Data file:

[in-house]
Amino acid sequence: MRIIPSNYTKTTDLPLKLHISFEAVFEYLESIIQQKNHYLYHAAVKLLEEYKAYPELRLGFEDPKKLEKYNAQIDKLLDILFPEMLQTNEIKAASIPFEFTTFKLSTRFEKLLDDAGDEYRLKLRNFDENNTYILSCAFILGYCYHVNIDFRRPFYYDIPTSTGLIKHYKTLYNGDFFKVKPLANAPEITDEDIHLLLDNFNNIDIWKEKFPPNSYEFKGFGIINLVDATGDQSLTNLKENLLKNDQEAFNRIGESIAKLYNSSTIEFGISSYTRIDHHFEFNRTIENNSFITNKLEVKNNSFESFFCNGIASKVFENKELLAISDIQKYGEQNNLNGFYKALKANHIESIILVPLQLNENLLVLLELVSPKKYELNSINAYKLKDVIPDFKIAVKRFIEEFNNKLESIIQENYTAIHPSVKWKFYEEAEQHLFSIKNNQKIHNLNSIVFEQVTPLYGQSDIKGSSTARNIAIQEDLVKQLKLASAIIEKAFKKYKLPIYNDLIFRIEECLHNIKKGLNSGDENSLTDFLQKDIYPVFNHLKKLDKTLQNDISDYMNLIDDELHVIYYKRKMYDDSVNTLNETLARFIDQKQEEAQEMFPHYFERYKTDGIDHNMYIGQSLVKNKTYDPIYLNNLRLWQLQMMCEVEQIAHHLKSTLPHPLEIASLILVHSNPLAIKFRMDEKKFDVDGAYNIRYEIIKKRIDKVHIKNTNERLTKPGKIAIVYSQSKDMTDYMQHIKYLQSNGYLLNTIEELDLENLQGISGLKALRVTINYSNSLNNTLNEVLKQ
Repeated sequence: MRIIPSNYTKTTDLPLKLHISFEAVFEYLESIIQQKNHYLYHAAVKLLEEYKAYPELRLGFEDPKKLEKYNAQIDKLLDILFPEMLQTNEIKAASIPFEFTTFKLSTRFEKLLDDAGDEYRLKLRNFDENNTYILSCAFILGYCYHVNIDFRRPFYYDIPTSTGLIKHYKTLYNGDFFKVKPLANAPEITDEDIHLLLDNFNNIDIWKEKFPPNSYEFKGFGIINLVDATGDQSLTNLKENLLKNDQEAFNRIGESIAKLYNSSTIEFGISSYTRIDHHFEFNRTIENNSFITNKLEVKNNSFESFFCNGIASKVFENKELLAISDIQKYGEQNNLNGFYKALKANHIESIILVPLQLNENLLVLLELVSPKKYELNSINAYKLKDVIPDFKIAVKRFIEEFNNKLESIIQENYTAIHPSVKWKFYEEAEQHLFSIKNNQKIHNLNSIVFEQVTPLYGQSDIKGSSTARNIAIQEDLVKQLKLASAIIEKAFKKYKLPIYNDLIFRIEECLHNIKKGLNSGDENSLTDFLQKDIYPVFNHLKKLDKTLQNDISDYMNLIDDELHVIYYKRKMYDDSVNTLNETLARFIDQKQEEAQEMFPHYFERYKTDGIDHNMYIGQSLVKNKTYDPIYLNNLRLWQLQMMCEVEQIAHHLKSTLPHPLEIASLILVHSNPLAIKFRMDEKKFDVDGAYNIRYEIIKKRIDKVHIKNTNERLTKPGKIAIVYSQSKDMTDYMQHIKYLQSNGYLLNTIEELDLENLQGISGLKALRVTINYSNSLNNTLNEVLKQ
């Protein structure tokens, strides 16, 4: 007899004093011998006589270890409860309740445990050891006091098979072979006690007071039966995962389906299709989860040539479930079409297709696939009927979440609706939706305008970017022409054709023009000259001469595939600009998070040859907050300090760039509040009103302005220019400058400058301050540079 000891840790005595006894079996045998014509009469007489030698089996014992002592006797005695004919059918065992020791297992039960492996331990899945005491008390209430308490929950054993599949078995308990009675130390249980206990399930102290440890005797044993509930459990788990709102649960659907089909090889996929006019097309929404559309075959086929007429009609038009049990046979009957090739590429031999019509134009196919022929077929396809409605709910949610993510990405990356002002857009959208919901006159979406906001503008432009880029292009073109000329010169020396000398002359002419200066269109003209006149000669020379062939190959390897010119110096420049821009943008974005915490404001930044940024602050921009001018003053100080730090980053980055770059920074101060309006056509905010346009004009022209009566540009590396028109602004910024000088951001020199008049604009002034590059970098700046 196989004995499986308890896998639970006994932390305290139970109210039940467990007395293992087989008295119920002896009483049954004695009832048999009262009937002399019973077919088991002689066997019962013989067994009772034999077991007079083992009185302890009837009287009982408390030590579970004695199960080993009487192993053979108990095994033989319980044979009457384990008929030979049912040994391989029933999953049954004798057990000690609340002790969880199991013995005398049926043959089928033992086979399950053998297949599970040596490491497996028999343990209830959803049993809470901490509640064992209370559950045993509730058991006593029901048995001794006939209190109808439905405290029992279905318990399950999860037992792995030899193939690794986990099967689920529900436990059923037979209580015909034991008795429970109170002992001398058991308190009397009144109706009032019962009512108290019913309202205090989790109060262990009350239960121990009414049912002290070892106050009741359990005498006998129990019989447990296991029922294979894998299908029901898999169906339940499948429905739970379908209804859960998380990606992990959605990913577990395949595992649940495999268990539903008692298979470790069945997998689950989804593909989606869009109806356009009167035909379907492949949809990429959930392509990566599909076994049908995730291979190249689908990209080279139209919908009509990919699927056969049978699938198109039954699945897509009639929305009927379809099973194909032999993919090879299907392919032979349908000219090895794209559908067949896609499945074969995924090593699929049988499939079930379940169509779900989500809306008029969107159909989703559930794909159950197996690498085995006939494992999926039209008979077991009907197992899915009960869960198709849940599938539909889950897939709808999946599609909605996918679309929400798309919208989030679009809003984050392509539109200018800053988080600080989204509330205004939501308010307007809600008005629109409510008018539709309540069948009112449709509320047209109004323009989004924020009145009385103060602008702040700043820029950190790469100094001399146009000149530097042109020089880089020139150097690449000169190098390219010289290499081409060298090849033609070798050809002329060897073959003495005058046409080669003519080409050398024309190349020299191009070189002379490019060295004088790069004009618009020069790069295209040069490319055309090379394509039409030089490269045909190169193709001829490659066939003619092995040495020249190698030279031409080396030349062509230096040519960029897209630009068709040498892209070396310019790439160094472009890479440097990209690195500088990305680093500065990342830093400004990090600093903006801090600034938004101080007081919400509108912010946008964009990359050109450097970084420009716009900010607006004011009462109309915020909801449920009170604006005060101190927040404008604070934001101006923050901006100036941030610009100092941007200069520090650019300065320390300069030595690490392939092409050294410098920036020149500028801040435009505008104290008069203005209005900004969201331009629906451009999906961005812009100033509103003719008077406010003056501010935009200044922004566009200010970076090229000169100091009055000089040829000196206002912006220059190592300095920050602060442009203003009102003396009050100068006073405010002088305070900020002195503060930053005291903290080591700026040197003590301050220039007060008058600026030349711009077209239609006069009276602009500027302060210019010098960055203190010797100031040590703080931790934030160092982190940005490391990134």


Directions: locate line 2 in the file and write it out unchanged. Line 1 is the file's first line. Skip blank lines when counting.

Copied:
Amino acid sequence: MRIIPSNYTKTTDLPLKLHISFEAVFEYLESIIQQKNHYLYHAAVKLLEEYKAYPELRLGFEDPKKLEKYNAQIDKLLDILFPEMLQTNEIKAASIPFEFTTFKLSTRFEKLLDDAGDEYRLKLRNFDENNTYILSCAFILGYCYHVNIDFRRPFYYDIPTSTGLIKHYKTLYNGDFFKVKPLANAPEITDEDIHLLLDNFNNIDIWKEKFPPNSYEFKGFGIINLVDATGDQSLTNLKENLLKNDQEAFNRIGESIAKLYNSSTIEFGISSYTRIDHHFEFNRTIENNSFITNKLEVKNNSFESFFCNGIASKVFENKELLAISDIQKYGEQNNLNGFYKALKANHIESIILVPLQLNENLLVLLELVSPKKYELNSINAYKLKDVIPDFKIAVKRFIEEFNNKLESIIQENYTAIHPSVKWKFYEEAEQHLFSIKNNQKIHNLNSIVFEQVTPLYGQSDIKGSSTARNIAIQEDLVKQLKLASAIIEKAFKKYKLPIYNDLIFRIEECLHNIKKGLNSGDENSLTDFLQKDIYPVFNHLKKLDKTLQNDISDYMNLIDDELHVIYYKRKMYDDSVNTLNETLARFIDQKQEEAQEMFPHYFERYKTDGIDHNMYIGQSLVKNKTYDPIYLNNLRLWQLQMMCEVEQIAHHLKSTLPHPLEIASLILVHSNPLAIKFRMDEKKFDVDGAYNIRYEIIKKRIDKVHIKNTNERLTKPGKIAIVYSQSKDMTDYMQHIKYLQSNGYLLNTIEELDLENLQGISGLKALRVTINYSNSLNNTLNEVLKQ